Gene Therapy And Its Effects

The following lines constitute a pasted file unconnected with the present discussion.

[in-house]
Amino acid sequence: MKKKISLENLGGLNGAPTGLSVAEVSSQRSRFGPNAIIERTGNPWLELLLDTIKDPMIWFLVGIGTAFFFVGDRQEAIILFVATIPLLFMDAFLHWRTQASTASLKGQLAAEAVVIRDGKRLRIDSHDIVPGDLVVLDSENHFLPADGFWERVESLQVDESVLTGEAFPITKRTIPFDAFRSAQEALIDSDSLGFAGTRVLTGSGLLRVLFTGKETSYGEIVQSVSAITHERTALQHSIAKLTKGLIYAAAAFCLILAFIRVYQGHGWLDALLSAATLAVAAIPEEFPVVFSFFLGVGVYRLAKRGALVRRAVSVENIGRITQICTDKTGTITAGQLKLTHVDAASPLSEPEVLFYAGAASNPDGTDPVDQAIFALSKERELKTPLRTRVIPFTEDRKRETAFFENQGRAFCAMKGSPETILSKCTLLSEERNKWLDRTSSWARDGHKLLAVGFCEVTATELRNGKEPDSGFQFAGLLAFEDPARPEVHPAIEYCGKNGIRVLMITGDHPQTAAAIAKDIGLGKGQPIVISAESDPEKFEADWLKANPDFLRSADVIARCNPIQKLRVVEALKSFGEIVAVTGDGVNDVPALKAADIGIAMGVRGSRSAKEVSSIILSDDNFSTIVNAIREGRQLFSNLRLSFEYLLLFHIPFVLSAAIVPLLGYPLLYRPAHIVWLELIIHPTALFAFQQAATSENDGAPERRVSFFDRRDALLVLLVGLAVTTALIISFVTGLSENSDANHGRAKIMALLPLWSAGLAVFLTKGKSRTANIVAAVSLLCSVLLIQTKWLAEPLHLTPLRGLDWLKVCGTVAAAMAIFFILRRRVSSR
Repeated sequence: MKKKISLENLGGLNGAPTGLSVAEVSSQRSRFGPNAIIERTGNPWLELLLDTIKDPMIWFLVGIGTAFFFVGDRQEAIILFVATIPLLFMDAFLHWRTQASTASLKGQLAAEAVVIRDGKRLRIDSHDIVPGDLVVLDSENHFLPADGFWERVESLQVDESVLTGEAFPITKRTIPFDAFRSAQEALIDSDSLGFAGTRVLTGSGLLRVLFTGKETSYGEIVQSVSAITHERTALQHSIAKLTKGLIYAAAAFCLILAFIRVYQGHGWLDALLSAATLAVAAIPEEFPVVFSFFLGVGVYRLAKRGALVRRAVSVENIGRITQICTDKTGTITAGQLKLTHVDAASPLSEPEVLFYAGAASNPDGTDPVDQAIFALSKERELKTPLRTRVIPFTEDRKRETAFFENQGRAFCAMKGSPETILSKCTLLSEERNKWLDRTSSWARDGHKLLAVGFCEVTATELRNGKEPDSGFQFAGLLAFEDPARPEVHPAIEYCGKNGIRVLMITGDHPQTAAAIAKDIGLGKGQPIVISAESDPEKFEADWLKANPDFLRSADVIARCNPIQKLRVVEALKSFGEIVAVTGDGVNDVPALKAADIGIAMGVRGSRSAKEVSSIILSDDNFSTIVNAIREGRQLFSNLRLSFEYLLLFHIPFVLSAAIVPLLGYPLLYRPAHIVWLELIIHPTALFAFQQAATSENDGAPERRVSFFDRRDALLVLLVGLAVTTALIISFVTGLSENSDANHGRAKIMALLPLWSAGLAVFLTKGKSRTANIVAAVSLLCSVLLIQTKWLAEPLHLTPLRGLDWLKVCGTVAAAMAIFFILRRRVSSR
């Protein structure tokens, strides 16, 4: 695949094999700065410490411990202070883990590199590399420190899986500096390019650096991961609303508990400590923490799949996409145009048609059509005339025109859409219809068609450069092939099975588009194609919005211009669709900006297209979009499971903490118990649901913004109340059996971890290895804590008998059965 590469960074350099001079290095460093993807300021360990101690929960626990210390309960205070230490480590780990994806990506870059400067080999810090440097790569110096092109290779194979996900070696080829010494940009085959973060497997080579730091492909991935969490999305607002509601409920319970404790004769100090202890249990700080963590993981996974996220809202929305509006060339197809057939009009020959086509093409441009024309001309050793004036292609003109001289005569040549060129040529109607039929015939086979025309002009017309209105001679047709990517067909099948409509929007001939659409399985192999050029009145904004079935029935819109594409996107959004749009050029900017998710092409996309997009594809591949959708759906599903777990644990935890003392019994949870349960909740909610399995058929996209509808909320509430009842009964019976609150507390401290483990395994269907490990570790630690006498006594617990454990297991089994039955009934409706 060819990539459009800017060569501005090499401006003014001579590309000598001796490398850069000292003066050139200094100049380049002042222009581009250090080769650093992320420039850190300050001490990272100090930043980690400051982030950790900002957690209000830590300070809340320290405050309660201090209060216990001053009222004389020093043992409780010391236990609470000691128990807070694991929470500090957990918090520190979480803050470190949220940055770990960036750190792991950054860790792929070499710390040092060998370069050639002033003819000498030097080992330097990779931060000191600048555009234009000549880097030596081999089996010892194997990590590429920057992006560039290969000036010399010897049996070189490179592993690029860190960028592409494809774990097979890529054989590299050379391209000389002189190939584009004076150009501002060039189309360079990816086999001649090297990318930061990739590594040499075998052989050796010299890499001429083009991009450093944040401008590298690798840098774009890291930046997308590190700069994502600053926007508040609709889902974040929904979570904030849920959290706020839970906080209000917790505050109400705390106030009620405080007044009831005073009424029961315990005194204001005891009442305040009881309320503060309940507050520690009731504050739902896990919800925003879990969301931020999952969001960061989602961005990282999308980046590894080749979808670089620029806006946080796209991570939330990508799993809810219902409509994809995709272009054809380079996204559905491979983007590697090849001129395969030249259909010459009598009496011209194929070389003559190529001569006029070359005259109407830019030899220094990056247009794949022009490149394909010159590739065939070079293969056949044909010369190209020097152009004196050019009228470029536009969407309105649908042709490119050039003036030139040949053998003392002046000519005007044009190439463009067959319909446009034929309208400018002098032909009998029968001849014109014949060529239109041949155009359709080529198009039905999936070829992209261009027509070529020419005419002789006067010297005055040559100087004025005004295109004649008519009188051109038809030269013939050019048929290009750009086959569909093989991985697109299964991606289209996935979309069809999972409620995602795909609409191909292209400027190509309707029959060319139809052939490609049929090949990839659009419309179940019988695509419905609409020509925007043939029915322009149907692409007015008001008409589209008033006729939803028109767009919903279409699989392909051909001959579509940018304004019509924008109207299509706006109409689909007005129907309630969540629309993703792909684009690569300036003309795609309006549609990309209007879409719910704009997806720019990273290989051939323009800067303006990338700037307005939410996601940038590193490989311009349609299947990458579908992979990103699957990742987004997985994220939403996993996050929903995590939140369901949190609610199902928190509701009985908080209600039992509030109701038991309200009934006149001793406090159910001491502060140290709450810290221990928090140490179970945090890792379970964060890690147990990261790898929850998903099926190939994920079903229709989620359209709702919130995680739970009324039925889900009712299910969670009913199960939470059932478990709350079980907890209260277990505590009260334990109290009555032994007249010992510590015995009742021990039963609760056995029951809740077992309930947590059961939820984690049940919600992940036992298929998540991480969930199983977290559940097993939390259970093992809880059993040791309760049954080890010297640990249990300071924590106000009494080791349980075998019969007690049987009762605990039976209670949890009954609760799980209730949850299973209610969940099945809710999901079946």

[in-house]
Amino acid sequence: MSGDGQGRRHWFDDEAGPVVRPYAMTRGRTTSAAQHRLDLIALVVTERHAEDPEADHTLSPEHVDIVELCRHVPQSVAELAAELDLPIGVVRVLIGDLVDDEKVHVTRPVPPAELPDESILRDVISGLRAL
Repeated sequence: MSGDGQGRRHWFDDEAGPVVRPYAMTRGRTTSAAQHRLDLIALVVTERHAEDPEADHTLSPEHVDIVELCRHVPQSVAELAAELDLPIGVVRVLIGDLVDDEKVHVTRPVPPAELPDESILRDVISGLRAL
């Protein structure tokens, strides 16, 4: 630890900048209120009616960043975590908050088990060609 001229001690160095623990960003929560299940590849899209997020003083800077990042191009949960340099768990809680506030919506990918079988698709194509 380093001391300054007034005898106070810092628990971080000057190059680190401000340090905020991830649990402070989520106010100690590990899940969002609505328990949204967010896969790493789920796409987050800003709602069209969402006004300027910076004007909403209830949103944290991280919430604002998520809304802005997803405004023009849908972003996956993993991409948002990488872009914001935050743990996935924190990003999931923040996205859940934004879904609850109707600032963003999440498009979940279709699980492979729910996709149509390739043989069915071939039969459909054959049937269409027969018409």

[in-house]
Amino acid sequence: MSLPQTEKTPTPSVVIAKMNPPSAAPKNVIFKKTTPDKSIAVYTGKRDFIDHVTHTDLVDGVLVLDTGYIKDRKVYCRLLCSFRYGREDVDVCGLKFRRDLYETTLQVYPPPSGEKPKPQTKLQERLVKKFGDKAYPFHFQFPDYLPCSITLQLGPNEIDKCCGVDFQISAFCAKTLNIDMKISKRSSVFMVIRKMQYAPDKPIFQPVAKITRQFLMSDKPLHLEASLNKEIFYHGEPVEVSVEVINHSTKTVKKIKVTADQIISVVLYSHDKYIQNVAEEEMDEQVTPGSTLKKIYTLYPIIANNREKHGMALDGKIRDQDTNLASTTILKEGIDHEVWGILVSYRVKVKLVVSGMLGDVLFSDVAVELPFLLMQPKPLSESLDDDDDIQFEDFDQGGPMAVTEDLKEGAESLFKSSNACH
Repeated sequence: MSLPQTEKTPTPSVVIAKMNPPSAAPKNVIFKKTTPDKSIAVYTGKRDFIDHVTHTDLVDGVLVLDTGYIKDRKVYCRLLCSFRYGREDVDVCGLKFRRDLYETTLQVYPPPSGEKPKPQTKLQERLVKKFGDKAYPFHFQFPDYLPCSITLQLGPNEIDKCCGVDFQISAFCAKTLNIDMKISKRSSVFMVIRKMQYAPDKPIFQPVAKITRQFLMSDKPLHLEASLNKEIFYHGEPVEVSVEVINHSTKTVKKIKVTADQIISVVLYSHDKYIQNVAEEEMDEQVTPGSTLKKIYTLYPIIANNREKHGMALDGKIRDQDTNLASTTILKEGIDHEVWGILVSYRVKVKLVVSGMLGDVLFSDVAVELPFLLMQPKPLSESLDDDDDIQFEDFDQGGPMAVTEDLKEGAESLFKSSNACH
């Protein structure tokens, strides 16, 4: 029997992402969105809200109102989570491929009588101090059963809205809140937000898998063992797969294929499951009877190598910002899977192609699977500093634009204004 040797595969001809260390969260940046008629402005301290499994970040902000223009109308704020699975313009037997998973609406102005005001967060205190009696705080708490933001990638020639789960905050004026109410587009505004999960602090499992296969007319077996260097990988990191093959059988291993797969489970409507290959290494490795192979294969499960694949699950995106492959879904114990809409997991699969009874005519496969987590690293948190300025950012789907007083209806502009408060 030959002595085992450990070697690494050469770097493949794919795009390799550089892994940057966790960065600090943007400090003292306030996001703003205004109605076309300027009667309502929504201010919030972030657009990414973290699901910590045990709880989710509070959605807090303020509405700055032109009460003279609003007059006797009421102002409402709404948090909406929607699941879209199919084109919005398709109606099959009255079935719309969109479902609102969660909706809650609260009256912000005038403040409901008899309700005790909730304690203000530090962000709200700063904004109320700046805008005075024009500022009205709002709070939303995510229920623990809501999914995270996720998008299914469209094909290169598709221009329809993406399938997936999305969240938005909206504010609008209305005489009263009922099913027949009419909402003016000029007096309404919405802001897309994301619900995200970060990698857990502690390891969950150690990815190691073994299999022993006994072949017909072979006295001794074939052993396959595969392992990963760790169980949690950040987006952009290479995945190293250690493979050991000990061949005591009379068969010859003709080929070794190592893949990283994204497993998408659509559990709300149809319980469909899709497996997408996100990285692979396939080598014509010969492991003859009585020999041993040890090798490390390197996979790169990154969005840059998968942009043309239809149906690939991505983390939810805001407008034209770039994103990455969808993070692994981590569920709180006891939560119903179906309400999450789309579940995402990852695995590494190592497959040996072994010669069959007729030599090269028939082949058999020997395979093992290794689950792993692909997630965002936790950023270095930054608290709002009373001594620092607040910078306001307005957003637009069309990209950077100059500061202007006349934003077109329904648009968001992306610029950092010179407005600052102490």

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The world of genetics has mainstreamed into medical practice, transforming the way patients are treated. Recently, gene therapy has been propelled into the spotlight with the most recent successful clinical trial in which scientists reprogrammed ordinary cardiac cells in pigs to mirror the function of the sinoatrial node, thereby inducing a steady heartbeat. In the last few decades since its inception, gene therapy has rapidly advanced; there have been remarkable strides in its methods and an increase in the range of targetable diseases. Gene therapy is the modification of the genetic material within a cell for therapeutic purposes. It is used to treat or prevent diseases, inherited disorders, some cancers and viral infections by inserting a gene into a patient’s cell, through a viral vector as a delivery system, instead of using traditional medicine or surgery. Genes are responsible for making proteins, which in turn have a vast array of pivotal functions in an organism. In patients affected with genetic diseases or disorders, the DNA is mutated and no longer codes for a functional protein, affecting the way in which an organism appears and functions. There are different methods used to administer gene therapy: replacing a mutated gene that causes a disease with a healthy, functional gene, which is the most common approach; inactivating a mutated gene that is functioning improperly; and introducing a new gene into the body that will produce proteins and enzymes to help
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